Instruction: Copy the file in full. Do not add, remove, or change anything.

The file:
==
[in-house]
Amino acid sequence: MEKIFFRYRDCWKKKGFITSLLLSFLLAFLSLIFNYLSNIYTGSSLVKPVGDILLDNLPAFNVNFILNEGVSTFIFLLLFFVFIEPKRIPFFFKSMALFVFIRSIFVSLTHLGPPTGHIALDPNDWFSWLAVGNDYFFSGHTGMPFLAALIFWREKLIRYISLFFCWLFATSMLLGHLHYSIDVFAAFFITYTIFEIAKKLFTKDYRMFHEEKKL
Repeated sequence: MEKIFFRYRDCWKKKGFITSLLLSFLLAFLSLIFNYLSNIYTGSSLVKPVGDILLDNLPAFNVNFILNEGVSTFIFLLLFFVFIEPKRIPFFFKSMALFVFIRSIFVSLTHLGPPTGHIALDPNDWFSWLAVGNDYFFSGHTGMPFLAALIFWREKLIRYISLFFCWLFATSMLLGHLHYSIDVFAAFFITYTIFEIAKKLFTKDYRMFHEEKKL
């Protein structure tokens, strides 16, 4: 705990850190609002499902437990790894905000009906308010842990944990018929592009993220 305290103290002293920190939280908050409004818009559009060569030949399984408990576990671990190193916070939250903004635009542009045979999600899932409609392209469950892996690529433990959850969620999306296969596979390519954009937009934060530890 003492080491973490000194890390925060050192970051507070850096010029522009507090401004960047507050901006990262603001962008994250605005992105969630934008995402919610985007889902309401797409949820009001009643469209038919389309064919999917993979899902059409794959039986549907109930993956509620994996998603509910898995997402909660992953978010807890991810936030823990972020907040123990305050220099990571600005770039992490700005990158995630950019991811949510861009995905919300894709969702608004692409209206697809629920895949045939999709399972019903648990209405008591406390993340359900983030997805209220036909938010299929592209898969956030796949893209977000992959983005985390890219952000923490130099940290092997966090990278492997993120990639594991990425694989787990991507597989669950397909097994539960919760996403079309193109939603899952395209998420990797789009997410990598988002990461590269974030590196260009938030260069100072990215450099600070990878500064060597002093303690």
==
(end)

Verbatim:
[in-house]
Amino acid sequence: MEKIFFRYRDCWKKKGFITSLLLSFLLAFLSLIFNYLSNIYTGSSLVKPVGDILLDNLPAFNVNFILNEGVSTFIFLLLFFVFIEPKRIPFFFKSMALFVFIRSIFVSLTHLGPPTGHIALDPNDWFSWLAVGNDYFFSGHTGMPFLAALIFWREKLIRYISLFFCWLFATSMLLGHLHYSIDVFAAFFITYTIFEIAKKLFTKDYRMFHEEKKL
Repeated sequence: MEKIFFRYRDCWKKKGFITSLLLSFLLAFLSLIFNYLSNIYTGSSLVKPVGDILLDNLPAFNVNFILNEGVSTFIFLLLFFVFIEPKRIPFFFKSMALFVFIRSIFVSLTHLGPPTGHIALDPNDWFSWLAVGNDYFFSGHTGMPFLAALIFWREKLIRYISLFFCWLFATSMLLGHLHYSIDVFAAFFITYTIFEIAKKLFTKDYRMFHEEKKL
């Protein structure tokens, strides 16, 4: 705990850190609002499902437990790894905000009906308010842990944990018929592009993220 305290103290002293920190939280908050409004818009559009060569030949399984408990576990671990190193916070939250903004635009542009045979999600899932409609392209469950892996690529433990959850969620999306296969596979390519954009937009934060530890 003492080491973490000194890390925060050192970051507070850096010029522009507090401004960047507050901006990262603001962008994250605005992105969630934008995402919610985007889902309401797409949820009001009643469209038919389309064919999917993979899902059409794959039986549907109930993956509620994996998603509910898995997402909660992953978010807890991810936030823990972020907040123990305050220099990571600005770039992490700005990158995630950019991811949510861009995905919300894709969702608004692409209206697809629920895949045939999709399972019903648990209405008591406390993340359900983030997805209220036909938010299929592209898969956030796949893209977000992959983005985390890219952000923490130099940290092997966090990278492997993120990639594991990425694989787990991507597989669950397909097994539960919760996403079309193109939603899952395209998420990797789009997410990598988002990461590269974030590196260009938030260069100072990215450099600070990878500064060597002093303690």